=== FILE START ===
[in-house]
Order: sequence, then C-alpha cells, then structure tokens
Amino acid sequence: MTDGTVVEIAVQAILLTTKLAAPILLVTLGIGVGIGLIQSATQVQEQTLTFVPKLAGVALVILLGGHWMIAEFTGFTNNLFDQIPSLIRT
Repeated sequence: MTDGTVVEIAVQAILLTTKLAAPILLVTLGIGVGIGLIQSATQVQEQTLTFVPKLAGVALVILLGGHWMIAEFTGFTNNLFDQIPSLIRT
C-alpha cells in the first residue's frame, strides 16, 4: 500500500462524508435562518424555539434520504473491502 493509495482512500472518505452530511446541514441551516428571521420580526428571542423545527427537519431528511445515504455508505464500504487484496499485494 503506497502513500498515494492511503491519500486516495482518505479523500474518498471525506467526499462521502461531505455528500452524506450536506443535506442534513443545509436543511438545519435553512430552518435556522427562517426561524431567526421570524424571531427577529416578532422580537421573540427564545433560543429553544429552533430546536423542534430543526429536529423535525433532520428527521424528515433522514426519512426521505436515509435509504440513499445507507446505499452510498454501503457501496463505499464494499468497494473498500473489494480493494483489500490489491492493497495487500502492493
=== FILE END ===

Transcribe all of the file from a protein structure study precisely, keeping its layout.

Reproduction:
[in-house]
Order: sequence, then C-alpha cells, then structure tokens
Amino acid sequence: MTDGTVVEIAVQAILLTTKLAAPILLVTLGIGVGIGLIQSATQVQEQTLTFVPKLAGVALVILLGGHWMIAEFTGFTNNLFDQIPSLIRT
Repeated sequence: MTDGTVVEIAVQAILLTTKLAAPILLVTLGIGVGIGLIQSATQVQEQTLTFVPKLAGVALVILLGGHWMIAEFTGFTNNLFDQIPSLIRT
C-alpha cells in the first residue's frame, strides 16, 4: 500500500462524508435562518424555539434520504473491502 493509495482512500472518505452530511446541514441551516428571521420580526428571542423545527427537519431528511445515504455508505464500504487484496499485494 503506497502513500498515494492511503491519500486516495482518505479523500474518498471525506467526499462521502461531505455528500452524506450536506443535506442534513443545509436543511438545519435553512430552518435556522427562517426561524431567526421570524424571531427577529416578532422580537421573540427564545433560543429553544429552533430546536423542534430543526429536529423535525433532520428527521424528515433522514426519512426521505436515509435509504440513499445507507446505499452510498454501503457501496463505499464494499468497494473498500473489494480493494483489500490489491492493497495487500502492493